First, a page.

I’m not even sure I should be doing this. And that’s part of the problem. You see, while it’s not at all hard for me to talk about diversity and inclusion, I do find it Read more…
In an age of snappy slogans, it can be good to remind ourselves that the thrill of words should come from their meaning and not from their sound-bite superficiality. This was brought home to me Read more…
I’ve had a mountain to climb.
This is not a metaphor. In reality, I had six mountains to climb. In three days. With virtually no sleep. It started on Friday 3 July. Eventually we climbed eight mountains. I’m 53. It still hurts. A lot.
Maybe it’s a testimony to the clout of the International Fundraising Congress that it’s become synonymous with a country (or maybe Holland is just shorter to say?) Either way, I look forward to seeing you in Holland this year.
I’ve been privileged to be part of the great team organising the event this year. In developing this year’s theme and content, we came down to just three words that sum up what fundraising is all about:
Inspire. Connect. Transform. (more…)
If you’ve ever considered raising money through direct response television, you really need to make sure your organisation is ready for it. This was really brought home to me earlier this year, when Lucy Caldicott from CLIC Sargent explained to me the issues she’d had to think about before embarking on drtv fundraising with her cause.
So, with thanks to Lucy for the inspiration, here are some key issues for you to consider.
1. Are you televisual?
Sounds obvious really. But to work on TV you need to be able to tell your story in a way that is highly emotionally engaging. It’s not so much an appeal to the heart, head and spirit. It’s more an appeal that grabs you by the guts. Hmm, nice image.
Given the above, it’s no surprise that causes working with children and animals have a head start when it comes to drtv.
When did you last have a frontline experience with the cause you work for? Out of the office. On the ground. Sleeves up. Tough stuff. It’s more likely you did it if you work in a small organisation. Or an enlightened large one.
Personal experiences inspire great fundraising. I was reminded of this when I spent time in Borneo. I was there not as a fundraiser, but as a volunteer project manager. My mission? To reinvigorate a small run-down orangutan sanctuary. The place looked after primates rescued from hideous ordeals. Most had TB and so can never be returned to the wild.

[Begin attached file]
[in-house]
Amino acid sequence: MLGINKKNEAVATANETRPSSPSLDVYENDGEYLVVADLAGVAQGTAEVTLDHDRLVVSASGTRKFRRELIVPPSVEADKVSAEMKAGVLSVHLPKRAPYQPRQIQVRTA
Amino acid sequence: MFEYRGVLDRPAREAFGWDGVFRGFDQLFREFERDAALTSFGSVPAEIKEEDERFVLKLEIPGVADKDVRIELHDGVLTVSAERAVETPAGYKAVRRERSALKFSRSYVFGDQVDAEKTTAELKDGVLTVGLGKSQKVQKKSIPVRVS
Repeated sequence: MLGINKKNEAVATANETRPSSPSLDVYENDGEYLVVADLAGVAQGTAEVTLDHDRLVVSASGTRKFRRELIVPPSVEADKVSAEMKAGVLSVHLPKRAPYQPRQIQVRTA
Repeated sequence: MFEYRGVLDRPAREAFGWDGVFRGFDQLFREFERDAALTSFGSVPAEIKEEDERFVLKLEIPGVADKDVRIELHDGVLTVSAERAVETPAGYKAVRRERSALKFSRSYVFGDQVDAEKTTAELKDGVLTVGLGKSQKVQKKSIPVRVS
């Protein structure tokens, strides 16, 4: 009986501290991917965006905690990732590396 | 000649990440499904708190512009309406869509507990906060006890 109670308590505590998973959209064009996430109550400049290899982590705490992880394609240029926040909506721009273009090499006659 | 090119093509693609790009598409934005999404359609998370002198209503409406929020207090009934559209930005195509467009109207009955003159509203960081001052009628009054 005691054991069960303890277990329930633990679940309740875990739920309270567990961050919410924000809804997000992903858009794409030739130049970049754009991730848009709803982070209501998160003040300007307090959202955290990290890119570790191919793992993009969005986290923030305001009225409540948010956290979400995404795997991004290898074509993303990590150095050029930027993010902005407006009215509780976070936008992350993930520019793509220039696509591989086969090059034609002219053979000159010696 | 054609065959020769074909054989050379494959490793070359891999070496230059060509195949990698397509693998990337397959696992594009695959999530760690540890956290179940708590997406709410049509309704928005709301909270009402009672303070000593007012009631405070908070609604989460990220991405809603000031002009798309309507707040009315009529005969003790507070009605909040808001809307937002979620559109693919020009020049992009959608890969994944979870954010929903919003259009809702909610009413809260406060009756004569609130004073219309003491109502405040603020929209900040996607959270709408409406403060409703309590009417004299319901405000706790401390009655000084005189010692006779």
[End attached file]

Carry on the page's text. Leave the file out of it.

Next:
Here are some of the creative lessons I was reminded of. I hope they help in your fundraising world:
1. Change your perspective: I began work by getting all the programme staff inside a cage. They had never been in one before. (more…)
Remember about 20 years ago when we all suddenly got Apple Macs? Suddenly anyone could be a graphic designer! Or, correction: suddenly anyone could be a really terrible designer.
Cut, fade 20 years… and suddenly through our phones, cameras, laptops everyone can be a film-maker. Often, a really bad one.
I watch loads of films and drtv made by charities and their agencies, and lots of them are rather unfit for purpose. So I drew the vastly sophisticated info-graphic below to explain where things go wrong. Rocket science it isn’t. Yet, still so many films fail because they ignore it.
(And I’ve just realised it works for most other forms of fundraising communication too).
OK, so you’ve done your strategic speed-dating (also known as ‘a pitch’), and it’s time to get on with some proper work.
All being well, you’ve genuinely will fallen in love with an agency. Your agency. All being well they will be making you feel that they only have eyes for you. Even so, before getting into bed you may want some form of pre-nuptial agreement. It’s not vital. It’s not always necessary. But it’s generally a good thing to know what you both expect from the relationship. So whether it is a formal contract or a simple exchange of do’s and don’ts, you may want to specify:
- The team: who exactly will do the work, pick up the phone to you, come to meetings etc.
- What will it cost? Precisely.
- Any specific Service Level Agreements.
- Financial constraints and targets
- Review periods.
They may sound like passion-killers, but, hell, let’s hope this isn’t a one-night stand.
Relationships, eh, who’d have ‘em!? We talk about them a lot in fundraising don’t we?
So today I want to give a tender caress to those relationships we probably don’t focus on enough, namely those between clients and their agencies (and vice versa).
In doing so I’d like to tip my hat to the tweets and blogs of Gill McLellan (@gillmcl) and Alison McCants (@alisonmccants). Apart from giving wise words, they prompted me to dust down a training course I used to run on this topic. Apart from some embarrassing clipart, I found some advice that I think still holds true today despite a much-changed agency world from when I devised the training more than 15 years ago.
By changed agency world, I mean massively fragmented. It used to be that fundraising clients made do with one agency. This tended to be a direct marketing agency, most of which eventually described themselves as ‘integrated’ (meaning: ‘Please let us do everything for you! We don’t know how to do everything but I’m sure we can rope in someone who does!’).